Many smokers wonder where to put a humidity-boosting device in their humidor. In this article we’ll cover what to look for in a humidifier, the types available, and which one is best for your tobacco. We’ll also cover Spanish cedar and Silica beads as humidifier materials, as well as what to use with them. Hopefully this article will help you make the right choice.
Placement of a humidifier in a humidor
One of the most important considerations when setting up a new humidor is the humidity level. Humidors should be kept at 65 to 70 degrees Fahrenheit and away from direct heat sources. Humidors may come with or without essential accessories, including a humidification unit and hygrometer. You must set up your humidifier before storing it for the first time.
Many specialized trays are available for storing cigars. Some of them feature slots that promote air circulation within the humidor. Slots also decrease the likelihood of base woods and veneer warping. In humidors with slots, placing the humidifier on the bottom of the tray will improve air circulation and reduce the risk of warping. For large humidors, a felt bottom is beneficial to protect the furniture.
Types of humidifiers
Depending on the size of your humidor, you may want to invest in one of the many types of cigar humidifier. Most humidors can hold from 150 to 200 cigars, but larger humidors can store thousands. If your humidor is large, consider an electronic humidifier, as they offer low-maintenance operation and set-and-forget operation. Most electronic humidifiers don’t require re-filling the water reservoir more than every couple of months.
Although entry-level humidifiers are inexpensive, they can’t maintain a constant relative humidity. Depending on your location and the amount of sunlight it receives, relative humidity can vary. For this reason, it’s a good idea to experiment with humidifiers before making a final decision. If you have a smaller humidor, an entry-level humidifier may be perfect for you.
You might be wondering if Spanish cedar is worth the expense of adding to your humidor. The wood is quite expensive and is harvested primarily in South America and Africa. Compared to other woods, though, it is much more effective in humidification. This is one reason why Spanish cedar is so expensive. You can find cigar boxes from a Tobacconist, but it is not as important as it seems.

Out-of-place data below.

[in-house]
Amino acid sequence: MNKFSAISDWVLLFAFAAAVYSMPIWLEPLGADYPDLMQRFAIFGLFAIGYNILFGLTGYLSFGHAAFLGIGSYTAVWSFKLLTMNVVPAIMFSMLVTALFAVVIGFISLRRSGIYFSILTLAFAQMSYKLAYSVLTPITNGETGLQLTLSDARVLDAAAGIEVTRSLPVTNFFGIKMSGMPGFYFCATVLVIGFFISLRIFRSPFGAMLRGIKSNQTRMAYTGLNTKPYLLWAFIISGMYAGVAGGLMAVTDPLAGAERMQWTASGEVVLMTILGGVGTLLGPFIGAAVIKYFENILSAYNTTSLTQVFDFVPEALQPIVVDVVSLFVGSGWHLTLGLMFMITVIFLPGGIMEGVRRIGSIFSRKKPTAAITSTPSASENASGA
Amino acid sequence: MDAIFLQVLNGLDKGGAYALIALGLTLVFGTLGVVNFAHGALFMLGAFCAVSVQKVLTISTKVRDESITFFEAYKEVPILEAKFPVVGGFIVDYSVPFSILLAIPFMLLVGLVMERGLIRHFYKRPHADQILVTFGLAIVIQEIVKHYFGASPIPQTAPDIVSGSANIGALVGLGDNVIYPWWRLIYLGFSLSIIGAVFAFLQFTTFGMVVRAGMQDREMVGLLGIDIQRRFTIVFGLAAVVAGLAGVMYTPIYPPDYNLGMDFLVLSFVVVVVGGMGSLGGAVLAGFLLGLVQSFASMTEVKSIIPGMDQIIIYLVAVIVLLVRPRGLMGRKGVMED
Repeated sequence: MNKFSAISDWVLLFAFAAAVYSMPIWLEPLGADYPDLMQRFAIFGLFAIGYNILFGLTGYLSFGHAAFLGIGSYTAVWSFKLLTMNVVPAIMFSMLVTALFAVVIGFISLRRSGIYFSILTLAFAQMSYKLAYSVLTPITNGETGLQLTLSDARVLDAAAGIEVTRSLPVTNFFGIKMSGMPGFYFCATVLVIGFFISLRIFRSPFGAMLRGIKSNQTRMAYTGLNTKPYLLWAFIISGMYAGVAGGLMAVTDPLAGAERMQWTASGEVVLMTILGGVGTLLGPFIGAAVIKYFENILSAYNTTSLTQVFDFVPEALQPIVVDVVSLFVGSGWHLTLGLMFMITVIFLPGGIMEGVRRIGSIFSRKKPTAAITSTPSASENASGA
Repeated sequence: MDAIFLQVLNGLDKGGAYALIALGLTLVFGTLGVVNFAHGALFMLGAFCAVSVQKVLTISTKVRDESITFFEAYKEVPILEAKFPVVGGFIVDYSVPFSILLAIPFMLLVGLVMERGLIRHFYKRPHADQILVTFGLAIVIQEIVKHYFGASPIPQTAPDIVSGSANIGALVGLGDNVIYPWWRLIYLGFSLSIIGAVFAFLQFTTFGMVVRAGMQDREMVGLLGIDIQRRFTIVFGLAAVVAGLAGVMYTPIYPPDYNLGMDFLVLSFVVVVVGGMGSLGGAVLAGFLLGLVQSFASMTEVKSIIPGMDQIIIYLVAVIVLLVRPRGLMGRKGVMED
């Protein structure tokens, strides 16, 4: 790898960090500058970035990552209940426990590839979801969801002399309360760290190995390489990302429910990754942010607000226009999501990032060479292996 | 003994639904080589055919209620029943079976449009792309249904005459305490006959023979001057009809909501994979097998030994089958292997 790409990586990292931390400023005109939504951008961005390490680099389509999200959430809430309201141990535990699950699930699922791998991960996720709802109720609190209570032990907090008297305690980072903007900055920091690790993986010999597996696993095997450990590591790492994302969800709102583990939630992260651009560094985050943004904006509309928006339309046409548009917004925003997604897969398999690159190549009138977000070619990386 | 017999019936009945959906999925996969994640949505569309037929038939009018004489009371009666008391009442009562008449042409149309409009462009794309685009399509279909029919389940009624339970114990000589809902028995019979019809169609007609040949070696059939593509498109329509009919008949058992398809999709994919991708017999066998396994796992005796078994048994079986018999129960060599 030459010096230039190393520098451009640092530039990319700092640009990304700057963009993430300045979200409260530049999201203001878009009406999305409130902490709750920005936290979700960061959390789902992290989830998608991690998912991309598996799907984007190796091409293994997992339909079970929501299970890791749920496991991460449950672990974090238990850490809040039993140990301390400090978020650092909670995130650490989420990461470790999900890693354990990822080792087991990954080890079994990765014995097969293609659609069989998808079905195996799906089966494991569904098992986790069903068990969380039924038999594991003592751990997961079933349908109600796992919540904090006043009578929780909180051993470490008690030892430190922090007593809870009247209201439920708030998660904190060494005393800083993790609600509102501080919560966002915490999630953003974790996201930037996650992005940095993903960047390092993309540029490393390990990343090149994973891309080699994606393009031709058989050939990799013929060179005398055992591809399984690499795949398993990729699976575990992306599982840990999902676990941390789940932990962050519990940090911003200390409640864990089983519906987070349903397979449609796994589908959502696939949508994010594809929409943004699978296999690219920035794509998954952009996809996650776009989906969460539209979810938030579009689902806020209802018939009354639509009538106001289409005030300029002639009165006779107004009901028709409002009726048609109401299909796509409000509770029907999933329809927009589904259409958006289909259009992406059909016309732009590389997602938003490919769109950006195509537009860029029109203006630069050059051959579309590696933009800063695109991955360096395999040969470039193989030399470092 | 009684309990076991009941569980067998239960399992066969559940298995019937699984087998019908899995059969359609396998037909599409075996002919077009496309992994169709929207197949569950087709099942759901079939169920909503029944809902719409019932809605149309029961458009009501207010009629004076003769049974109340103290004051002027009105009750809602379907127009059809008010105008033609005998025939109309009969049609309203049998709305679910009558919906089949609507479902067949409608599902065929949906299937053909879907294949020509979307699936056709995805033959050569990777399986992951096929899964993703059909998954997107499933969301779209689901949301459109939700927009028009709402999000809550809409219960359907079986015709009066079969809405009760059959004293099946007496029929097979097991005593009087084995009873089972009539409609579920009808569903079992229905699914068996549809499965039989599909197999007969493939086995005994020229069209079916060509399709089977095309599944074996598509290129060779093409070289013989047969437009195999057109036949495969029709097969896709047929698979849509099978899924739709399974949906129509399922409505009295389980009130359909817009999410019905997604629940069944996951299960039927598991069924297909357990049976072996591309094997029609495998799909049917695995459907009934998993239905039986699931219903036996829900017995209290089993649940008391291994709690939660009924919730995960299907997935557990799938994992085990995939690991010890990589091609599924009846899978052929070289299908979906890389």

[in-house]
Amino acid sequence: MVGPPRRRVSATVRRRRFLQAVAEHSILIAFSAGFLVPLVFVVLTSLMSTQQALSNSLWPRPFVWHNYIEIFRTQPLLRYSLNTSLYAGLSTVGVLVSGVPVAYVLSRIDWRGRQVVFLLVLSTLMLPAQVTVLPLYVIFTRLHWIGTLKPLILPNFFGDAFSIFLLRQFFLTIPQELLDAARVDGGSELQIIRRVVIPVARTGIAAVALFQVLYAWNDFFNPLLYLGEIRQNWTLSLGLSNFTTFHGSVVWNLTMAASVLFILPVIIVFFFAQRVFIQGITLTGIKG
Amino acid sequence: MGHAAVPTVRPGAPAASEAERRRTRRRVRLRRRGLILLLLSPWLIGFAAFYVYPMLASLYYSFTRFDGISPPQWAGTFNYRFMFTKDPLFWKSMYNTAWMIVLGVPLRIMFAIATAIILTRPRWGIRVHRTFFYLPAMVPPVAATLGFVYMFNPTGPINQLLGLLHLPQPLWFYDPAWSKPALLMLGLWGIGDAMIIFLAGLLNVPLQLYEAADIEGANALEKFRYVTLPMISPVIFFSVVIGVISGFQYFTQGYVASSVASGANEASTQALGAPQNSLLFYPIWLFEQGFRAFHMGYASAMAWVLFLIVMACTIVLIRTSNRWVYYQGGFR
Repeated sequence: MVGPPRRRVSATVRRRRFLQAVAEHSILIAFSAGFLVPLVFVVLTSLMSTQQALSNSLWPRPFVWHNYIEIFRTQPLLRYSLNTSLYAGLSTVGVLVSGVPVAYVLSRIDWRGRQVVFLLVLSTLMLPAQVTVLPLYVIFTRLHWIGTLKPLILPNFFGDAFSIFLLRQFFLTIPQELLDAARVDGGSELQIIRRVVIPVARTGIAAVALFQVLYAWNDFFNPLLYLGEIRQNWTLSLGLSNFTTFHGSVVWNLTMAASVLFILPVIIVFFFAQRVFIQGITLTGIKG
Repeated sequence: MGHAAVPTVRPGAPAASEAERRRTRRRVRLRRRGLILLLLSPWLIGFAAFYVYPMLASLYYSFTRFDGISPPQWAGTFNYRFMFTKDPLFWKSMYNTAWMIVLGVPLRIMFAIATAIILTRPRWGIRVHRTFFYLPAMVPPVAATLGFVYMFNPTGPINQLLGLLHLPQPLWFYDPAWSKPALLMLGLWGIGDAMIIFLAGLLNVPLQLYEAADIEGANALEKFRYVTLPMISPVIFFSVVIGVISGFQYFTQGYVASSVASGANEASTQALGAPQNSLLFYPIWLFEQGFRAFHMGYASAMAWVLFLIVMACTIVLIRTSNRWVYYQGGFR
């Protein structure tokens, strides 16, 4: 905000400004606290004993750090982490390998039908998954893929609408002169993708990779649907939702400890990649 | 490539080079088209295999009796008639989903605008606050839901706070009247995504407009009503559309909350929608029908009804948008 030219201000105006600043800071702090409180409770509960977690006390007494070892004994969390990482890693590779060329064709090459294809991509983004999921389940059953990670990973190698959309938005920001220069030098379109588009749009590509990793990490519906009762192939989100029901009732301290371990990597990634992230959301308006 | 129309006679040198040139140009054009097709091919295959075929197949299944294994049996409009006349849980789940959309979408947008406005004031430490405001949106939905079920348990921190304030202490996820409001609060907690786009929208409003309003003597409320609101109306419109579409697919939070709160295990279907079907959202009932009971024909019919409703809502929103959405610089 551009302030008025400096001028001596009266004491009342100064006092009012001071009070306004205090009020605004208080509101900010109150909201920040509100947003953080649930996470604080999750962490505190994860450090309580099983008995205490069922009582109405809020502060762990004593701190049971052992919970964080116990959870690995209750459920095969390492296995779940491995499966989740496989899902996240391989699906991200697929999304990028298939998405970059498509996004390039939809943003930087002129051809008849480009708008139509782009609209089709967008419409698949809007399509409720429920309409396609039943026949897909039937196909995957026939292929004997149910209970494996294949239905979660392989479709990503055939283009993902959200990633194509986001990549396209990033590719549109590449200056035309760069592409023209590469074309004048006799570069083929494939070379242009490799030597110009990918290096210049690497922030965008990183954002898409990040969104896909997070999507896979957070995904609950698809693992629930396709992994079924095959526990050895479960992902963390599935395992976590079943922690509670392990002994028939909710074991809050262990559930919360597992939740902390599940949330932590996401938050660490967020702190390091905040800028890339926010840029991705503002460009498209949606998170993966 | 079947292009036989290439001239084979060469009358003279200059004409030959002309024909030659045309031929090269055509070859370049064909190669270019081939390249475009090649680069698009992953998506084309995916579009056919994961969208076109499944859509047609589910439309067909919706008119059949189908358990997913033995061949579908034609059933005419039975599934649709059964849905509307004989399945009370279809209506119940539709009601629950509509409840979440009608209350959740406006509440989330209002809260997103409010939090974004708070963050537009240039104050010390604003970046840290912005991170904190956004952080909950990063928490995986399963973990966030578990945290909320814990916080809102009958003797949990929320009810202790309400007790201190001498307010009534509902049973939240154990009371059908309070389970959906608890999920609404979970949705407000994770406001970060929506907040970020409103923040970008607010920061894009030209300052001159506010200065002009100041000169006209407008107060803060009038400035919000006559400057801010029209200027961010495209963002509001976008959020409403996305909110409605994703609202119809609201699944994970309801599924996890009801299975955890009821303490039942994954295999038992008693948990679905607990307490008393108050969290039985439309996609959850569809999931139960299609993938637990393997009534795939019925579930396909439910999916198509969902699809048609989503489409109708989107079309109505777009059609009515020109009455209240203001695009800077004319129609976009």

The interior of a humidor needs to contain a humidity level for your cigars to retain the proper flavor. Spanish cedar is the gold standard when it comes to humidification. It absorbs moisture and then releases it to keep the humidity level at a stable level. Its characteristic spicy aroma will keep insects and mold at bay. It is also highly resistant to warping and rotting.
If you have an air humidor that you want to keep more humidity in, then you can add a few glass beads to it. These ‘humibeads’ work by absorbing excess humidity from your cigars. You can place them in your humidor and spray them with distilled water every now and then. The beads will absorb moisture from the air and turn translucent. Once charged, these beads can last for several weeks.
Humidity beads are a great way to keep your cigars at the right humidity level. You can purchase a five-pound bag of silica beads to use in your humidor. They absorb moisture from the air and maintain 70 percent relative humidity. Moreover, these beads are easily and conveniently used. All you have to do is to moisten them with distilled water before storing them in your humidor.
The best humidifier for your cigar collection should be filled with the correct propylene glycol solution. This colorless, innocuous liquid will help to maintain the relative humidity of your humidor at around 70%. Propylene glycol works as a bacterial inhibitor and prevents mold and bacteria from growing in the humidor. Propylene glycol can be found in toothpaste, deodorant sticks, and even in over-the-counter pain medication. The recommended level is eight ounces of solution.
If you have a humidifier that uses propylene glycol, it will work as well as distilled water. When you purchase a humidifier, it will have a recommended charging frequency. In addition, propylene glycol for humidifiers in humidors will keep the humidity level constant for months, even during extended storage. Some humidifiers will require distilled water, but make sure you know what the humidification capacity of the model you are planning to buy is.